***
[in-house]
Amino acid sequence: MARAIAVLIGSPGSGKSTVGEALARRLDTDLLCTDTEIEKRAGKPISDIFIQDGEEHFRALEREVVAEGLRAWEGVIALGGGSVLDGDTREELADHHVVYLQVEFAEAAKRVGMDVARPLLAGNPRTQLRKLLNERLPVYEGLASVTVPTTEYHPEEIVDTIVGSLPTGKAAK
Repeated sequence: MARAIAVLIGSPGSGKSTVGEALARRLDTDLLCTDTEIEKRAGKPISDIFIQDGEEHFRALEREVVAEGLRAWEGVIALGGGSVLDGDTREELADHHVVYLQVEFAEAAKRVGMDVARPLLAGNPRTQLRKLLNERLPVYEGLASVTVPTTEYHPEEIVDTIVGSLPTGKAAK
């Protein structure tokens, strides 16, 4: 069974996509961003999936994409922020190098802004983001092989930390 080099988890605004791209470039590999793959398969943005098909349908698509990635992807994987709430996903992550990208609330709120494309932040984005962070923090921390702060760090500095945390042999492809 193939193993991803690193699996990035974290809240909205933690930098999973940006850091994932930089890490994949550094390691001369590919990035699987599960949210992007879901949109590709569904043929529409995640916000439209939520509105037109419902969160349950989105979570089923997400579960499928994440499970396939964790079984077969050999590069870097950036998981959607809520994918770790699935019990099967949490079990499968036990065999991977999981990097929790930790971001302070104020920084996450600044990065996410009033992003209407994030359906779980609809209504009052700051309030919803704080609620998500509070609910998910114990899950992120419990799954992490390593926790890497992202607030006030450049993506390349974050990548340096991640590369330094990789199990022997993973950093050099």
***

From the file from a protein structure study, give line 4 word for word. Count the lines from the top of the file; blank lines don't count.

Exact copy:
């Protein structure tokens, strides 16, 4: 069974996509961003999936994409922020190098802004983001092989930390 080099988890605004791209470039590999793959398969943005098909349908698509990635992807994987709430996903992550990208609330709120494309932040984005962070923090921390702060760090500095945390042999492809 193939193993991803690193699996990035974290809240909205933690930098999973940006850091994932930089890490994949550094390691001369590919990035699987599960949210992007879901949109590709569904043929529409995640916000439209939520509105037109419902969160349950989105979570089923997400579960499928994440499970396939964790079984077969050999590069870097950036998981959607809520994918770790699935019990099967949490079990499968036990065999991977999981990097929790930790971001302070104020920084996450600044990065996410009033992003209407994030359906779980609809209504009052700051309030919803704080609620998500509070609910998910114990899950992120419990799954992490390593926790890497992202607030006030450049993506390349974050990548340096991640590369330094990789199990022997993973950093050099």